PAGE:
William Brown

Interviewer: Miss Irene Robertson

Person interviewed: William Brown, Hazen, Arkansas

Age: 67

I was born in Virginia but I was born after slavery. I heard my folks

talk a heap about oldern times. The way I come here was Dr. Hill brought

bout 75 families down to Mississippi to work on farms. I come to Deer

Creek close to Sunflower, Mississippi. I lived there 11 years and I

drifted to Arkansas.

I don't remember if they was in any uprisings or not. If they was any

rebellion cept the big rebellion I don't recall it. My whole families

was in de heat of the war.

My mother and father's owner was John Smith. I recollects hearin them

talk bout him well as if it was yesterday--we worked on McFowell place

close to Petersburg, Virginia when I was little. Then I worked for Miss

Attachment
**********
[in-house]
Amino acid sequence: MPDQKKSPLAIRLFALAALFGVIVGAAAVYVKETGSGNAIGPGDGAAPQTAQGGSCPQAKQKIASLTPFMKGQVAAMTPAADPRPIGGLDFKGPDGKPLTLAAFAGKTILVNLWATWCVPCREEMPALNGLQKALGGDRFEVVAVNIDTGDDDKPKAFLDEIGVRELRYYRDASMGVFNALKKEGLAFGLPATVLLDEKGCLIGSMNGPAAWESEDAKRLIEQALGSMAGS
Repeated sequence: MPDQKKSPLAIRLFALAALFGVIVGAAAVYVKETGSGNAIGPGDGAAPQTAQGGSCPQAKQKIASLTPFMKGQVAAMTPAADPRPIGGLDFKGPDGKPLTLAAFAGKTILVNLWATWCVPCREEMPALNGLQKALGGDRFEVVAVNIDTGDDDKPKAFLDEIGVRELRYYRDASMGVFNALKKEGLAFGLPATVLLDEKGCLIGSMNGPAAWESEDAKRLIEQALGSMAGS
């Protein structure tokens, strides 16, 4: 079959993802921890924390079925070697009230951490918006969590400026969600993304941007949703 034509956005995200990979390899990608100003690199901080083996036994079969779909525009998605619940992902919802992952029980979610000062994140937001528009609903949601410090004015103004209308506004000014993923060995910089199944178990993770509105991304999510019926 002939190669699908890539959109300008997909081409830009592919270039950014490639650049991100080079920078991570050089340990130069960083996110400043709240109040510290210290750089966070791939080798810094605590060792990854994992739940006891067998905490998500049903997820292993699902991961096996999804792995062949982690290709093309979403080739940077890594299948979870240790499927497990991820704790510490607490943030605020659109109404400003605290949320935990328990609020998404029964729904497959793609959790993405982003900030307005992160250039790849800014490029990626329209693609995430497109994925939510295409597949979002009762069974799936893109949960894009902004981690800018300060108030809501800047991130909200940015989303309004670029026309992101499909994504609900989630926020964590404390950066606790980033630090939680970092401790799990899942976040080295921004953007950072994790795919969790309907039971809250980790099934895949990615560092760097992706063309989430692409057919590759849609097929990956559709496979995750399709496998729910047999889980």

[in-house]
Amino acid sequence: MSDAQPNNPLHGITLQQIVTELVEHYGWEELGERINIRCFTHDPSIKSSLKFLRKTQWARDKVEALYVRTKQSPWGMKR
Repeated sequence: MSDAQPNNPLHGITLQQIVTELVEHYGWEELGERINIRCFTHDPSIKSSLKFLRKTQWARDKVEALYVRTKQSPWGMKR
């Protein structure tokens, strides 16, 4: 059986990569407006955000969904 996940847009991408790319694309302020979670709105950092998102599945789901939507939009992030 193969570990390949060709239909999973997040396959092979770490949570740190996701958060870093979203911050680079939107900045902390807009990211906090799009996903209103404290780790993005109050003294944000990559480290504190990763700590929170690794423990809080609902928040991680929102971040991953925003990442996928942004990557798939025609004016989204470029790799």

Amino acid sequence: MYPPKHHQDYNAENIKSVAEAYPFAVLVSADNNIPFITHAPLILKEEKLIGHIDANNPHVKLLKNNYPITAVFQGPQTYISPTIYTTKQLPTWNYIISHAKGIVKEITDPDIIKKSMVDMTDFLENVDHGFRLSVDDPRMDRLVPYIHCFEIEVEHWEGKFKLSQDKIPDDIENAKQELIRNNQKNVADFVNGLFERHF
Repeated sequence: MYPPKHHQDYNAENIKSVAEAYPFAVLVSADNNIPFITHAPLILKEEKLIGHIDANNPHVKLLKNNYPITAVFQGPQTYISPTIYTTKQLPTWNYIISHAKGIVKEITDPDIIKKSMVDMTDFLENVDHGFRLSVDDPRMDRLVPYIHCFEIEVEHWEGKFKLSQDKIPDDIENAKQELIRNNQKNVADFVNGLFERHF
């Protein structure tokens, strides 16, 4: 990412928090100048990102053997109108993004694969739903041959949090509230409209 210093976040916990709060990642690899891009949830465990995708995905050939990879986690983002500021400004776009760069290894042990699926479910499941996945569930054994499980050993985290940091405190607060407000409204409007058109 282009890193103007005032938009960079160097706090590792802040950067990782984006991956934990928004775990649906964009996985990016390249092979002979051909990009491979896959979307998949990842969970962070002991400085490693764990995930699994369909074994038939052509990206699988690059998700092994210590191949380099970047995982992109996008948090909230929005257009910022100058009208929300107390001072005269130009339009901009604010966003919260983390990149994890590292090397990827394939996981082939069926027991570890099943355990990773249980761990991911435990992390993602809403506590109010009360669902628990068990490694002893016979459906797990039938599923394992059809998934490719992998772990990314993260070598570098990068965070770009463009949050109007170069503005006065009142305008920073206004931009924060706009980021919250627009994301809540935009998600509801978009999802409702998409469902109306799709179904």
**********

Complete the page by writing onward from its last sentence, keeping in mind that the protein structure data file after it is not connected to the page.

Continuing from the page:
Bessie and Mr. John Stewart last fore I come with Dr. Hill. I had lived

up there but he come and settled down in Mississippi.

The first place I worked on in Arkansas was the John Reeds bout 3 miles

from Danville. I stayed there 3 years. My folks stayed on there but I

rambled to Little Rock. I worked with Mr. L.C. Merrill. I milked cows

and cut grass, fed cows. He has a automobile company in Little Rock now.

I farmed bout all my life. Now I don't own nothing. I stays at my

daughters. I been married twice. Both my wives dead.

The times change so much I don't know whether they any better or not.

The black race ain't never had nuthin--some few gets a little headway

once in a while.

I used to vote some--didn't care nuthin bout it much. Never seed no good

come of it. Heap of them vote tickets like somebody tell em or don't

know how dey vote.

The young generations better off than the old folks now. The things

change so fast I don't know how they will get by.

William Branch William Brown facebooktwittergoogle_plusredditpinterestlinkedinmail